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Court rules in favor of fraternity in lawsuit following assault

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The Indiana Court of Appeals has affirmed summary judgment in favor of a fraternity whose members lived in a Terre Haute private residence where a man visiting for a party was assaulted. The victim claimed the fraternity should be liable because members of the college chapter hosted the party.

Andrew Rogers traveled from Northwestern University to Terre Haute to attend a birthday party at the home of defendants Ancil Jackson, Brian Mifflin Jr. and Joshua Kearby. They were members of Sigma Chi, but did not live in a Sigma Chi-owned property because the chapter’s house was repossessed. All members lived on campus or in private residences. Some items from the fraternity were stored at the defendants’ home to be used during meetings at an on-campus location.

While at the party, Rogers, who was intoxicated, was punched in the eye by Dana Scifres. The defendants weren’t home when the assault took place. Rogers is appealing the grant of summary judgment in favor of Sigma Chi International, its Terre Haute chapter and Jackson, Mifflin Jr. and Kearby.

On appeal, he argued that Sigma Chi had a duty to protect him under premises liability principles because the chapter had possession of the premises where he was injured; the defendants had a duty to protect him under negligence principles because the assault was foreseeable or because the defendants assumed such a duty; and the International fraternity was vicariously liable for the acts of everyone at the residence because it had apparent authority over them as Sigma Chi’s agents.

The Court of Appeals rejected all of his claims in Andrew J. Rogers v. Sigma Chi International Fraternity, Theta Pi of Sigma Chi, Ancil Jackson, Brian Mifflin, Jr., and Joshua Kearby, 84A04-1305-CT-224. Sigma Chi did not control the premises, so summary judgment was appropriate, the court held. The party invitation explicitly said the party was not a rush event and non-fraternity brothers lived in the house. Chapter business was not conducted there.

The attack on Rogers was not foreseeable, so the defendants had no duty to protect him, Judge Melissa May wrote. Another roommate threw the party and invited both Rogers and his attacker, Scifres. Rogers even admitted he didn’t think anyone could have anticipated the assault would occur. The defendants also did not assume a duty to protect Rogers against an attack.

And regarding his claim to Sigma Chi’s vicarious liability, “We decline to hold the presence of fraternity materials in a private residence amounts to a manifestation by an international fraternity that the tenants of that residence are acting as the fraternity’s agents. Summary judgment for the defendants on that ground was not error,” May wrote.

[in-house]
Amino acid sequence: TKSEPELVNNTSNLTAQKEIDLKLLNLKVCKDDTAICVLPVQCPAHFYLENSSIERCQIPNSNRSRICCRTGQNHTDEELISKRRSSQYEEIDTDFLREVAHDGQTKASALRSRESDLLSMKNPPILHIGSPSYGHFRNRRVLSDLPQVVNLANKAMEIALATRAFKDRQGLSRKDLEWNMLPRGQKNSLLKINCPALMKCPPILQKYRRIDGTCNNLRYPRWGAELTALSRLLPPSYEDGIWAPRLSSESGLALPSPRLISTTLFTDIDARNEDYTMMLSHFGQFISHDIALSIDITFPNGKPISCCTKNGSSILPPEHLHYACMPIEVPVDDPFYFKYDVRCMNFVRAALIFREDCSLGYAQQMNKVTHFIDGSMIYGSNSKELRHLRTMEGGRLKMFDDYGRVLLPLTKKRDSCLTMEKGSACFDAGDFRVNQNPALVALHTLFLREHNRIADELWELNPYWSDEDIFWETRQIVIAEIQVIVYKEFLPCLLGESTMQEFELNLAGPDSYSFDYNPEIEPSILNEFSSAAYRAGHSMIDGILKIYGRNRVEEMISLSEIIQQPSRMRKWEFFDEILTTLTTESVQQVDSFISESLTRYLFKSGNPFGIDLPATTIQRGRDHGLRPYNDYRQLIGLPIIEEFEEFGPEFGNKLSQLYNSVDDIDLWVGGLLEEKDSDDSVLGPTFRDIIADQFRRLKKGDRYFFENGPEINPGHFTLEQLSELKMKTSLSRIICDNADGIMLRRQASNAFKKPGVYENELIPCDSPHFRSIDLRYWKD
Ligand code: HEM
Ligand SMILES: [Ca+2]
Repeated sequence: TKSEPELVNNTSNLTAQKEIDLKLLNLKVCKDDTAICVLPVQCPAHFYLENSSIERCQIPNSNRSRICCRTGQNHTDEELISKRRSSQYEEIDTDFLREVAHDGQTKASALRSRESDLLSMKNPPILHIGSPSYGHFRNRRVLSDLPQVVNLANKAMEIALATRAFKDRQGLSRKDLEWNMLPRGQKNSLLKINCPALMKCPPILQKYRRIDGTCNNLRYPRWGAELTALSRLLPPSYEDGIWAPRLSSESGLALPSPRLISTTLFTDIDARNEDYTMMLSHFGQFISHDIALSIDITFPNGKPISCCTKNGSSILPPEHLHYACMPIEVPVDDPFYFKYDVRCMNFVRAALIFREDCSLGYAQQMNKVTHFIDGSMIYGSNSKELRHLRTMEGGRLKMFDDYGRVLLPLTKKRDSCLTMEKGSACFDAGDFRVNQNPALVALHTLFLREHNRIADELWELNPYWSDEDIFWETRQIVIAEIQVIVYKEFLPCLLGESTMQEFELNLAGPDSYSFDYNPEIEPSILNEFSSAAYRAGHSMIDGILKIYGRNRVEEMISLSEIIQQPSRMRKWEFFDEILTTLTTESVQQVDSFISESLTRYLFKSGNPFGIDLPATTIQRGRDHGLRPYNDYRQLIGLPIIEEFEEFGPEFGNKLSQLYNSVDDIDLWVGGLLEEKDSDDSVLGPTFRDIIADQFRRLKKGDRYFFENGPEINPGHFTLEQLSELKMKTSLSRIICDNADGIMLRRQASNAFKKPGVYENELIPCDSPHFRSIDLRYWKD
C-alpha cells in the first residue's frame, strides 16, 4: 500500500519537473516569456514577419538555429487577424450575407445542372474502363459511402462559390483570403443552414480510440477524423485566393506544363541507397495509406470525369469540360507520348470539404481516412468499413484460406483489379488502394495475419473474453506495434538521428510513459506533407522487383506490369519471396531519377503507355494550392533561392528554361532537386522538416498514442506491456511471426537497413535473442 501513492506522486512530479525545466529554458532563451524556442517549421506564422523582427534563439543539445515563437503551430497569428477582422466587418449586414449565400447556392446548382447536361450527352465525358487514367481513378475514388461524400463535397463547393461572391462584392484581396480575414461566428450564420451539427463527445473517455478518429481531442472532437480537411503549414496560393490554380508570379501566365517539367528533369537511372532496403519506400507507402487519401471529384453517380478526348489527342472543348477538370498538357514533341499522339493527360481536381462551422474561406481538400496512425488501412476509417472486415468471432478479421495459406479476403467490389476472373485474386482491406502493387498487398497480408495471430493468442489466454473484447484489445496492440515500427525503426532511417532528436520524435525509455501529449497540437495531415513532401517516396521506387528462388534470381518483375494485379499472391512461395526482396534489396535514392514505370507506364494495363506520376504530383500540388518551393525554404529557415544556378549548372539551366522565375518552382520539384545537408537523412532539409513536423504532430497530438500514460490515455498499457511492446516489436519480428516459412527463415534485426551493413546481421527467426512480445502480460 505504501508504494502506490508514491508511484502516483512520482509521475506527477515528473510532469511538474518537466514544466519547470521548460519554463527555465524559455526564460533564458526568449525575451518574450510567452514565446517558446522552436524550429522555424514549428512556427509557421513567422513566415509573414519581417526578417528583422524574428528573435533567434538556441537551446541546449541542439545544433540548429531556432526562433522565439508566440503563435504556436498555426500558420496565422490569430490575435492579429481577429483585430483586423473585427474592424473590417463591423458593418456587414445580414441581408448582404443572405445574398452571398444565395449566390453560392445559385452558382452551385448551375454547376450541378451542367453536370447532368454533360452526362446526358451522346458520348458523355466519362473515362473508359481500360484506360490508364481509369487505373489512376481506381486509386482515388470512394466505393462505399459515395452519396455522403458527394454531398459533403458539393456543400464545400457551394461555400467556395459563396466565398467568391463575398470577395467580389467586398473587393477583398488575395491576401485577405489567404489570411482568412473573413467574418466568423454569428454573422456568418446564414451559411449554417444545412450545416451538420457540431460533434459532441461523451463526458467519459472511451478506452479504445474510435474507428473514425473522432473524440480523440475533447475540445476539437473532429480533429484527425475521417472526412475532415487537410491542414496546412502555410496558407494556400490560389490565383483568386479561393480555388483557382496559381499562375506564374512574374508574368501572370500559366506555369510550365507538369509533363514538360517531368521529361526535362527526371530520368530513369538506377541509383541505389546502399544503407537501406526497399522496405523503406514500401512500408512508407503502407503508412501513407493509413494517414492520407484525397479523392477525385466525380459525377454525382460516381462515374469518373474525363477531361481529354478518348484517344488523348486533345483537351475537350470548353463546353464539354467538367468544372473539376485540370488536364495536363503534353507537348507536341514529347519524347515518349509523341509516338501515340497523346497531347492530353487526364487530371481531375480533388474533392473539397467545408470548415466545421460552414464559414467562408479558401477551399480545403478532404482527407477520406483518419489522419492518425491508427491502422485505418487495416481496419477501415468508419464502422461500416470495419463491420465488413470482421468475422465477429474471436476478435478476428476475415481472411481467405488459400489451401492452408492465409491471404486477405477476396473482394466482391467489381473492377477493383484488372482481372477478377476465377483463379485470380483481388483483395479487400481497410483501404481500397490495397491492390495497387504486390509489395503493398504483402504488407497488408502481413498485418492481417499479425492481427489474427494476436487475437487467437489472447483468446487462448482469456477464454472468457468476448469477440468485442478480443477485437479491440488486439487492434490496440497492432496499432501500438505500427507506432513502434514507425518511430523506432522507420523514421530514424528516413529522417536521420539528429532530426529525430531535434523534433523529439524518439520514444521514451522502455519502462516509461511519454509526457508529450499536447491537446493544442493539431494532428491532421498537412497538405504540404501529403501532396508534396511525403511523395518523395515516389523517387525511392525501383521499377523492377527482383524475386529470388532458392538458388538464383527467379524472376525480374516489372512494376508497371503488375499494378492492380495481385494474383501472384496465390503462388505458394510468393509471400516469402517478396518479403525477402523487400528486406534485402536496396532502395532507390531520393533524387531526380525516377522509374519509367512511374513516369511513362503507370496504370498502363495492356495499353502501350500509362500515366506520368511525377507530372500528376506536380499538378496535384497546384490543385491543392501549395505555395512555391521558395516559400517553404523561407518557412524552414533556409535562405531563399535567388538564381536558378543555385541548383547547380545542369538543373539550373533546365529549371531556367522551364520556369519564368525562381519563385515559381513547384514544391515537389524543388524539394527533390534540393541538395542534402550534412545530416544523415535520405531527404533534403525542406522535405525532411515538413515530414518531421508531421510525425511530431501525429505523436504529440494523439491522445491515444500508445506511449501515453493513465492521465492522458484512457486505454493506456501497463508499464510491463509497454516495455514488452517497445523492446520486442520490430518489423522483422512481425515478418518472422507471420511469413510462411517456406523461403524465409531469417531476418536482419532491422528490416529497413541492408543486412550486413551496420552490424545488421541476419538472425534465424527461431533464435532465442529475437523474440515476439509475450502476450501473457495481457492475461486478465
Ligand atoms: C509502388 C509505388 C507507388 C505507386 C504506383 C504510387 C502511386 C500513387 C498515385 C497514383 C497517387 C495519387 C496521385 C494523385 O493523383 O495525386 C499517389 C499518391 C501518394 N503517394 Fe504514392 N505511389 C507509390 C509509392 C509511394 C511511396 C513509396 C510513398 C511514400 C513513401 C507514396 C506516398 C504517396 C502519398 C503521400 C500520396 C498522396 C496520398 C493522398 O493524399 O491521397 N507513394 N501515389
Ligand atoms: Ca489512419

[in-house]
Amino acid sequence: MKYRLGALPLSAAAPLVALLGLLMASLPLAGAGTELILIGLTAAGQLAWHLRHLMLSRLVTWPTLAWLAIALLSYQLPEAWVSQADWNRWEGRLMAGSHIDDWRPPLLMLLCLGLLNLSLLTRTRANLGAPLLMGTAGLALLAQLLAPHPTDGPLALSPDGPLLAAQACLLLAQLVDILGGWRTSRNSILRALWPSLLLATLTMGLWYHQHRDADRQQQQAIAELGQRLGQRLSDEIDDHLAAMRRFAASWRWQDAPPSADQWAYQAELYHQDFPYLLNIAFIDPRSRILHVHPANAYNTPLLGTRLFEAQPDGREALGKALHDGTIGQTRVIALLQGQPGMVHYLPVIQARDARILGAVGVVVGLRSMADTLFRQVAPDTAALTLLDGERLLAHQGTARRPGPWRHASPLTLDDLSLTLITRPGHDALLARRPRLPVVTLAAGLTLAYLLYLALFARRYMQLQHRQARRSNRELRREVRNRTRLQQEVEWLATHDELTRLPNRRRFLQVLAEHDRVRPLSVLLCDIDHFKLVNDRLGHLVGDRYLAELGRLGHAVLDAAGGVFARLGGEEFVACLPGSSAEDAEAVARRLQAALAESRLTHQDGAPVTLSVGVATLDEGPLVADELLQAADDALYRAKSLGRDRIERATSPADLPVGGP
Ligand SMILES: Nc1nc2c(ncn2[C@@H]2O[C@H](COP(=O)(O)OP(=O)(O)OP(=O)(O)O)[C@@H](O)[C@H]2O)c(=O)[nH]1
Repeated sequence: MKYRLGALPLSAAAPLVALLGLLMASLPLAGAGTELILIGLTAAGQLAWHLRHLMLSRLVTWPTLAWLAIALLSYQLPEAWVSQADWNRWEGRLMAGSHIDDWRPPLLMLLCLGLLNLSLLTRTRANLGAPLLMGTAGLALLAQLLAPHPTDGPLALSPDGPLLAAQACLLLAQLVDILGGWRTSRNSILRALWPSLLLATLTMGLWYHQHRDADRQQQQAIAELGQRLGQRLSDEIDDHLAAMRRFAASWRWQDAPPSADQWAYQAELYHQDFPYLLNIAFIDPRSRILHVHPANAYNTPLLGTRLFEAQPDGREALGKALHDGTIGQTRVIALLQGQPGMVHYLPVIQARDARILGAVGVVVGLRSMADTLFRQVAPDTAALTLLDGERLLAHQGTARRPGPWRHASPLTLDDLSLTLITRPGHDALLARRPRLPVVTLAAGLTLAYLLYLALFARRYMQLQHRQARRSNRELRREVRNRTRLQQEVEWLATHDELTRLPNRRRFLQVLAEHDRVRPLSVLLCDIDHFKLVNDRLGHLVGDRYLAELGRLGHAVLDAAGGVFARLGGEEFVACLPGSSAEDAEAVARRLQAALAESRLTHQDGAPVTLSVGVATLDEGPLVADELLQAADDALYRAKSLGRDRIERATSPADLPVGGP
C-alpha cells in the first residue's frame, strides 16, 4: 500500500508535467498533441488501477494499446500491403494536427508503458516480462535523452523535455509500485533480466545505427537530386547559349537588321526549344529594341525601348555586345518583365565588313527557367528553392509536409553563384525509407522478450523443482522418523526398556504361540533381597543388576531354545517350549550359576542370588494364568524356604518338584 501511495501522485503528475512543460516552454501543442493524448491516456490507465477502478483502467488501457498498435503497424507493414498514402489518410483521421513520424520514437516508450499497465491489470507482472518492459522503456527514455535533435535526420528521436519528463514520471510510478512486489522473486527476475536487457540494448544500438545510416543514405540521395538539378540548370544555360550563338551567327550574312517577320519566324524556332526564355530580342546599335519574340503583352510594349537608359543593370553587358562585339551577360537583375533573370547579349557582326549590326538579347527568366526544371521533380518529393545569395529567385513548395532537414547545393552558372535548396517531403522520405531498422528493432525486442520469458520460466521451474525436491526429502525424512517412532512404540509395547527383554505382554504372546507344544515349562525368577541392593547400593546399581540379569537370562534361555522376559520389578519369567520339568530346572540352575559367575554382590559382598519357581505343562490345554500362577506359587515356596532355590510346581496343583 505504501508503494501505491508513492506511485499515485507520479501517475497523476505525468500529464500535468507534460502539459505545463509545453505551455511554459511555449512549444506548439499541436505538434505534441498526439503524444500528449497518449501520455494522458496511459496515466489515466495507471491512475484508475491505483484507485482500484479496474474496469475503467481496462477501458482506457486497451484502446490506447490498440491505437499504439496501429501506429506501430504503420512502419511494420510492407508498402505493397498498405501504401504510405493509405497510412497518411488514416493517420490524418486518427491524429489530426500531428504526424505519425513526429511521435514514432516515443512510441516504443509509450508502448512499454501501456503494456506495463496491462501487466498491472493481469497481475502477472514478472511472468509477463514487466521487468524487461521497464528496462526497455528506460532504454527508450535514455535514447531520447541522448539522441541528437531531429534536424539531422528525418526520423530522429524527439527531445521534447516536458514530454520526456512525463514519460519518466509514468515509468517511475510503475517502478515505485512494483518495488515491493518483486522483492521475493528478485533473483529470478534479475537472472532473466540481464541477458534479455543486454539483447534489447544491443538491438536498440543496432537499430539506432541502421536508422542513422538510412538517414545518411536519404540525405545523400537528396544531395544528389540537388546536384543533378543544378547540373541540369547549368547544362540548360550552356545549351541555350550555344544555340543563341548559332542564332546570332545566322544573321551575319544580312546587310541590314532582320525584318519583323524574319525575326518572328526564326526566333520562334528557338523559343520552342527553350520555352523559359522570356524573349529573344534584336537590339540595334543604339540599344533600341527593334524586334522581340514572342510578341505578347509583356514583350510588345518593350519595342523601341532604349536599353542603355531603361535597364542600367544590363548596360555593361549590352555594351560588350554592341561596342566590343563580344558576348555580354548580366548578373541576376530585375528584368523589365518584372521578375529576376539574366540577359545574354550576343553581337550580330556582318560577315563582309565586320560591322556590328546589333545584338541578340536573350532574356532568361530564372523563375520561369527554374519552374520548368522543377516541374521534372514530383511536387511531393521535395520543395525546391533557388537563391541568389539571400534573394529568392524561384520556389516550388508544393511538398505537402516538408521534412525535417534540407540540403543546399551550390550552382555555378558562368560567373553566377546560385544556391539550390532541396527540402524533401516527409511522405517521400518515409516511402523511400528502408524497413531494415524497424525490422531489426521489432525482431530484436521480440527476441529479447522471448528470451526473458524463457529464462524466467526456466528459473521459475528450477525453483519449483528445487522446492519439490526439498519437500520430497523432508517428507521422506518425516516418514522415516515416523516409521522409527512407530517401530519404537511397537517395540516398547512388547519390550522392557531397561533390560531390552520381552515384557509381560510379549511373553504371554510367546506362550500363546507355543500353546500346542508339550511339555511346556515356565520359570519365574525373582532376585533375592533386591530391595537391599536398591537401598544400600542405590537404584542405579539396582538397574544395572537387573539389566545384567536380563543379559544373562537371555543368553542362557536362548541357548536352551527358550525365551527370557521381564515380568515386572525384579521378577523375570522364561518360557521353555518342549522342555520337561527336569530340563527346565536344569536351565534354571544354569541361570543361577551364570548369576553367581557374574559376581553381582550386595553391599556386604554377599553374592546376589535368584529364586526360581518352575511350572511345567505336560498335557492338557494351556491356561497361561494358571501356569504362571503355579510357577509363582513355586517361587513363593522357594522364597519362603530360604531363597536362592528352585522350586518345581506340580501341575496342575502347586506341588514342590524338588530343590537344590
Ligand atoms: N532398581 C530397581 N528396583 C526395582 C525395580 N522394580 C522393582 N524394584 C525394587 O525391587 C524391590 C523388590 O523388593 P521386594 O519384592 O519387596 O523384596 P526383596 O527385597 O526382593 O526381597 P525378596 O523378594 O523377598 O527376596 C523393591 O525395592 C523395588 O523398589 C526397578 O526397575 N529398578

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  1. The practitioners and judges who hail E-filing as the Saviour of the West need to contain their respective excitements. E-filing is federal court requires the practitioner to cram his motion practice into pigeonholes created by IT people. Compound motions or those seeking alternative relief are effectively barred, unless the practitioner wants to receive a tart note from some functionary admonishing about the "problem". E-filing is just another method by which courts and judges transfer their burden to practitioners, who are the really the only powerless components of the system. Of COURSE it is easier for the court to require all of its imput to conform to certain formats, but this imposition does NOT improve the quality of the practice of law and does NOT improve the ability of the practitioner to advocate for his client or to fashion pleadings that exactly conform to his client's best interests. And we should be very wary of the disingenuous pablum about the costs. The courts will find a way to stick it to the practitioner. Lake County is a VERY good example of this rapaciousness. Any one who does not believe this is invited to review the various special fees that system imposes upon practitioners- as practitioners- and upon each case ON TOP of the court costs normal in every case manually filed. Jurisprudence according to Aldous Huxley.

  2. Any attorneys who practice in federal court should be able to say the same as I can ... efiling is great. I have been doing it in fed court since it started way back. Pacer has its drawbacks, but the ability to hit an e-docket and pull up anything and everything onscreen is a huge plus for a litigator, eps the sole practitioner, who lacks a filing clerk and the paralegal support of large firms. Were I an Indiana attorney I would welcome this great step forward.

  3. Can we get full disclosure on lobbyist's payments to legislatures such as Mr Buck? AS long as there are idiots that are disrespectful of neighbors and intent on shooting fireworks every night, some kind of regulations are needed.

  4. I am the mother of the child in this case. My silence on the matter was due to the fact that I filed, both in Illinois and Indiana, child support cases. I even filed supporting documentation with the Indiana family law court. Not sure whether this information was provided to the court of appeals or not. Wish the case was done before moving to Indiana, because no matter what, there is NO WAY the state of Illinois would have allowed an appeal on a child support case!

  5. "No one is safe when the Legislature is in session."

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